This stance has been taken in spite of the developments being made around the world in this area. The EU for example, by contrast, continues to make significant steps towards finalization and implementation of its landmark AI Act, with policy-makers announcing that they had come to a final agreement on the Act on 8 December 2023. Progress has also been made across the pond with President Biden issuing the executive order on Safe, Secure and Trustworthy Artificial Intelligence on 30 October 2023, with the intention of cementing the US as a world leader in the field. The UK’s reluctance to regulate in this area has been criticised by some as not addressing consumer concerns – but will this approach continue into 2024?Continue Reading AI Regulation in 2024 – Will The UK Continue to Remain The Outlier?

On October 30, 2023, President Biden issued an executive order (“EO”) on the safe, secure, and trustworthy development and deployment of artificial intelligence (“AI”) that has the potential to set far-reaching standards governing the use and development of AI across industries. Although the EO does not directly regulate private industry, apart from certain large-scale models

On this episode of the R&G Tech Studio, mergers & acquisitions partner Sarah Young sits down with data, privacy & cybersecurity partner Fran Faircloth to discuss how she advises clients on all aspects of corporate strategy, and whether she thinks artificial intelligence and machine learning will impact her clients in the months and years

Artificial Intelligence (AI), including machine learning and other AI-based tools, can be effective ways to sort large amounts of data and make uniform decisions. The value of such tools has been embraced by some employers as an efficient way to address current increased hiring needs in the current job market. The use of artificial intelligence () as an aid to employers in making employment decisions—e.g., recruitment, resume screening, or promotions—has been on the radar of lawmakers and regulators in recent years, particularly out of concern for the risk that these tools may mask or entrench existing discriminatory hiring practices or create new ones. For example, some workers have filed charges with the Equal Employment Opportunity Commission (EEOC) based on alleged discrimination that resulted from employers’ use of AI tools, leading the EEOC to establish an internal working group in October 2021 to study the use of AI for employment decisions. Elsewhere, a bill addressing the discriminatory use of AI was proposed in Washington, DC in late 2021, and Illinois enacted one of the first U.S. laws directly regulating the use of AI in employment-related video interviews in 2019. In contrast, a bill proposed in California in 2020 suggested that AI could be used in employment to help prevent bias and discrimination.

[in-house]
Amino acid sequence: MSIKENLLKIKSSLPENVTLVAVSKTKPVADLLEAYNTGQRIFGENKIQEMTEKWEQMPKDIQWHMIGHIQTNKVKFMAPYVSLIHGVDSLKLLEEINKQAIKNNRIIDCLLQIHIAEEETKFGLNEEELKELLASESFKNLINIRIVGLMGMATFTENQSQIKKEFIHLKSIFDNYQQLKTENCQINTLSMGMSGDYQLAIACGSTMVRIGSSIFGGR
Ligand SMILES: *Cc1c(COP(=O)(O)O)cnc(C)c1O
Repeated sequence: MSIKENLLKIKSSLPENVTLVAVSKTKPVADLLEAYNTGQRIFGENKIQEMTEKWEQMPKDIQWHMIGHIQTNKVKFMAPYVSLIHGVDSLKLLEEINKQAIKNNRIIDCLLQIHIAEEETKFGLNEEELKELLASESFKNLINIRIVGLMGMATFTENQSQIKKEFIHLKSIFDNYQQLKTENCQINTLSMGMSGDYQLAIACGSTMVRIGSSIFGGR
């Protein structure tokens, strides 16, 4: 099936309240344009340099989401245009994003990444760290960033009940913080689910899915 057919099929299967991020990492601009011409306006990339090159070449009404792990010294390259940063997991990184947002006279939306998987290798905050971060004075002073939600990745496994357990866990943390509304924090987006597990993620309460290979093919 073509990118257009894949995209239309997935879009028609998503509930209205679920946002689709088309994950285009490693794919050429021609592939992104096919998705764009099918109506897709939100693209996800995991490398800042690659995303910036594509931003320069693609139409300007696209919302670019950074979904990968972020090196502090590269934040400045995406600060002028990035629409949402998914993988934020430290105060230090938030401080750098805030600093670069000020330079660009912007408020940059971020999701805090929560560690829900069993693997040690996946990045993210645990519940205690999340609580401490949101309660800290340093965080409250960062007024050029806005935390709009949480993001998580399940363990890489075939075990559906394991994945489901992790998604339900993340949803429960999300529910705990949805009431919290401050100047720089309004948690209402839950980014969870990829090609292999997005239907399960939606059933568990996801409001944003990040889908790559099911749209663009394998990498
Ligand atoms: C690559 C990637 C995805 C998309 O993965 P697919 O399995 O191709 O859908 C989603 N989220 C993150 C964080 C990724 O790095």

On November 10, 2021, the New York City Council passed the latest such bill, which places new restrictions on New York City employers’ use of AI and other automated tools in making decisions on hiring and promotions. The measure—which takes effect on January 2, 2023—regulates the use of “automated employment decision tools” (AEDTs) which it defines as computational processes “derived from machine learning, statistical modeling, data analytics, or artificial intelligence” that issue a “simplified output” to “substantially assist or replace” decision-making on employment decisions (i.e., hiring new candidates or promoting employees). Under the new law, employers and employment agencies are barred from using AEDTs to screen candidates unless certain prerequisites are met. First, the AEDT must be subject to a bias audit within the last year. Second, a summary of the results of the most recent audit, as well as the distribution date of the AEDT, must be made publicly available on the employer’s or employment agency’s website. The law describes this “bias audit” as “an impartial evaluation by an independent auditor” which “shall include, but not be limited to” assessing the AEDT’s “disparate impact on persons” based on race, ethnicity, and sex.Continue Reading NYC Law Aims To Reduce Bias Introduced by AI in Employment Decisions

As 2021 comes to a close, so does our 12 Days of Data series, but we will see you on the other side in 2022 with more posts on the top privacy and data protection issues. 2021 was an interesting year. While vaccinations spread and some sense of normalcy started to return, new strains of COVID-19 led to additional waves of shutdowns that stalled many of the debates. In 2022, we anticipate that the move toward a new normal will continue, and we will once again start to see traction on some of these data, privacy, and cybersecurity issues. As a preview, here are some of the key areas where we expect to see potential developments in 2022.
Continue Reading Closing out the 12 Days of Data: What to Expect in 2022